EEB 461/561 Homework #1
Fun with genetic drift
This exercise allows YOU! to simulate genetic drift in a very simple way.
Requires:
¥ six pennies, six dimes (or six marbles of one color and six of another,
or six paper slips marked A and another six marked a, etc.)
¥ A cup, hat or some other container
To start:
Place three of one item (pennies, paper slips marked A, etc.) and three
of the other (dimes, paper slips marked a, etc.) into the cup. Let the
first item (the penny) represent allele A, and the second item (the dime) mark
allele a. Thus, you are starting with a population of six alleles, three of
which are A (50%).
Blindly draw one item from the cup, write down what is was, and replace it.
Repeat this process six times to generate the next generation. Note this is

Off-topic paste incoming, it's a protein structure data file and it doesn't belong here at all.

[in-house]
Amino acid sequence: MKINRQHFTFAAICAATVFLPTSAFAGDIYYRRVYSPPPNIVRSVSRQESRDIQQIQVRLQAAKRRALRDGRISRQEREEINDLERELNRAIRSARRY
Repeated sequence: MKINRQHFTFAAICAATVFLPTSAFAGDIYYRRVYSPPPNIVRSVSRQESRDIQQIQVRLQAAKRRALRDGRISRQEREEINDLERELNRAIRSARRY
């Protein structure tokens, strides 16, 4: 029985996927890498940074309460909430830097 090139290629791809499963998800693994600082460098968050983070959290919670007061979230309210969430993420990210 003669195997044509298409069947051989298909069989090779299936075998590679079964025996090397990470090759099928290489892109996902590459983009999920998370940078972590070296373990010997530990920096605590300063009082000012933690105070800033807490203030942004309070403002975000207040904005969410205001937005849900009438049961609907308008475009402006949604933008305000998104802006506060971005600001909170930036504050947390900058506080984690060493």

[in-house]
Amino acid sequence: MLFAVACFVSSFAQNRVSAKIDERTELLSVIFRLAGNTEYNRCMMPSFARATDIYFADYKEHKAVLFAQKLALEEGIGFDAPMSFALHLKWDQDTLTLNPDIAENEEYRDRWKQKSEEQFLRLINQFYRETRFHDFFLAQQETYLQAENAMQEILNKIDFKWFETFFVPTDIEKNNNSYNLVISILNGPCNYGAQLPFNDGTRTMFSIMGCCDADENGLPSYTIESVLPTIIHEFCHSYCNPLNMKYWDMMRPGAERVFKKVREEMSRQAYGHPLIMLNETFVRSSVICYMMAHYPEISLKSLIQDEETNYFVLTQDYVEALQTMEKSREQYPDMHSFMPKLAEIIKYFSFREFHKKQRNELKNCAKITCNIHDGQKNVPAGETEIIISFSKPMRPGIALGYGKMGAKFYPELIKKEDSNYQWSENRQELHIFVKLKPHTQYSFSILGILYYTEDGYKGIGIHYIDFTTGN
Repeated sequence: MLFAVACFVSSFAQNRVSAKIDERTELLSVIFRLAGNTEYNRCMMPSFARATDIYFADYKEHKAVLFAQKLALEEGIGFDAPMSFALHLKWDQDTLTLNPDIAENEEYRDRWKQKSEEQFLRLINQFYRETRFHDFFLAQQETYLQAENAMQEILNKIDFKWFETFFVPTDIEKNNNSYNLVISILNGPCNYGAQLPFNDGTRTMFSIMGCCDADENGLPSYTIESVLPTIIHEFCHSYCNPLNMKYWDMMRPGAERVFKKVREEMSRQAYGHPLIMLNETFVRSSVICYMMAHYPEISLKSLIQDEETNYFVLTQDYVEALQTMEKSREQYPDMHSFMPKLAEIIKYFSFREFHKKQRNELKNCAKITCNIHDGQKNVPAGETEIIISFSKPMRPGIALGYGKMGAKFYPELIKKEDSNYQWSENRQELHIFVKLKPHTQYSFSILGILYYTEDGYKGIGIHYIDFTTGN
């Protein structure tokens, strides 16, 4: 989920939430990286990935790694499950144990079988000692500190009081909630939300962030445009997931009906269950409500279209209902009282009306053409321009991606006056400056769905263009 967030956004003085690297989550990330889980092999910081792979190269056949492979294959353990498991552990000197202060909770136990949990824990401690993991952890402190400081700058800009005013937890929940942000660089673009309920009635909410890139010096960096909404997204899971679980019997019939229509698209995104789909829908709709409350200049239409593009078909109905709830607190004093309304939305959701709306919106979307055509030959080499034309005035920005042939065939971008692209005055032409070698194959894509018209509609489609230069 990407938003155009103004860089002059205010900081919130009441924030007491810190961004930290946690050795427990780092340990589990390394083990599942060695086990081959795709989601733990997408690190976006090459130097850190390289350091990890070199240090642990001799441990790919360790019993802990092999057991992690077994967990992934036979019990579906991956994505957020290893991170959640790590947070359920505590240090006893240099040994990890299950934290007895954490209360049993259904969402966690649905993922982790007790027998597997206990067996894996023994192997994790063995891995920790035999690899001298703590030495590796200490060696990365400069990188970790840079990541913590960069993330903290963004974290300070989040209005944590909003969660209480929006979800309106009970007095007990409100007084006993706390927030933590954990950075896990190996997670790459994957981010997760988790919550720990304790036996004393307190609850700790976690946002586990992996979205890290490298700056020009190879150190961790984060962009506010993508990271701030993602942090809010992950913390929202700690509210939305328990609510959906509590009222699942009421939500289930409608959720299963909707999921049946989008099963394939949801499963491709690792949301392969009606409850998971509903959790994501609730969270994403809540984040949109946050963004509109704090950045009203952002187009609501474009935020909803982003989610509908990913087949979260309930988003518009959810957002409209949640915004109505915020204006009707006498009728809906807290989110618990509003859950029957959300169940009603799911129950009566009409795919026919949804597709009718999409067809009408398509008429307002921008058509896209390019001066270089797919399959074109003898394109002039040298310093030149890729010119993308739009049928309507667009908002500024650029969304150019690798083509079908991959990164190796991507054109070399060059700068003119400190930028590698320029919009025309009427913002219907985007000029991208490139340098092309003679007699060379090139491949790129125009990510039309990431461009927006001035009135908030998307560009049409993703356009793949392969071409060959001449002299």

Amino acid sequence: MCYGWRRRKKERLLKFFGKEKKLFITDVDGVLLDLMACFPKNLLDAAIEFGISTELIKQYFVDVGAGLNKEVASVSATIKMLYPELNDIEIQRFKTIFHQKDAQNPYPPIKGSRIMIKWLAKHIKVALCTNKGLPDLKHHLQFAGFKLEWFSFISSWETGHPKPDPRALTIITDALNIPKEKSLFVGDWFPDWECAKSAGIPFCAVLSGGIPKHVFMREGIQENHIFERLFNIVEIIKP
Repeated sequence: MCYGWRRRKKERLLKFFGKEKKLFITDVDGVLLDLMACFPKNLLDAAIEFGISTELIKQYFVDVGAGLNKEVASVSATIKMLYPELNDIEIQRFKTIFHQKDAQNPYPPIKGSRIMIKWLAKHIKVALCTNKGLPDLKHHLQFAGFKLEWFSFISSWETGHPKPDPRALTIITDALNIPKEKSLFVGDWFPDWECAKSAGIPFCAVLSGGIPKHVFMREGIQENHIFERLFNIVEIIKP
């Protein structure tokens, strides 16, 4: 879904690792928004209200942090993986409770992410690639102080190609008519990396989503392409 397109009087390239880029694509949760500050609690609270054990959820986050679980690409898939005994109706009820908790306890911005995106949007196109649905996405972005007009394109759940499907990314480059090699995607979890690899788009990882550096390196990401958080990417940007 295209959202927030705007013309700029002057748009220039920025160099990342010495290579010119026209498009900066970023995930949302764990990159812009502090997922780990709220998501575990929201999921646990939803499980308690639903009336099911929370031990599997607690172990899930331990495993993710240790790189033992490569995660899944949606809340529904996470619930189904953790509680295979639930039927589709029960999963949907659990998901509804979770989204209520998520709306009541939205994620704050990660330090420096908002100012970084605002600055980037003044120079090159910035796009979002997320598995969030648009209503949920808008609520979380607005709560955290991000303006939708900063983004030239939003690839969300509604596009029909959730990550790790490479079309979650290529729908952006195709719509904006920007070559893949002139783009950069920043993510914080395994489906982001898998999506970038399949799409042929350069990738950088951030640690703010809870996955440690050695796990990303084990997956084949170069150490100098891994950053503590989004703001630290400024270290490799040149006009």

sampling with replacement. Suppose n copies of allele A are drawn.
If n = 0 or 6, the population is fixed for allele a or A, respectively. If 0 < n < 6,
then form the next generation by placing n copies of allele A into the cup and
6-n copies of allele a. For example, if five dimes were drawn, then the next
generation starts with five dimes and one penny.
Repeat this, writing down the allele frequencies each generation, until allele
A is either lost or fixed. Repeat the entire run three times. Graph the three
sample paths for these runs (the frequency of allele A over time).
Part two: Now start with a single copy of allele A. Repeat the above sampling
scheme until one allele becomes fixed, and repeat the trails until A is the
allele that becomes fixed. How many trails were required to fix A?
Bring this information to class on Tuesday and we will plot the entire class.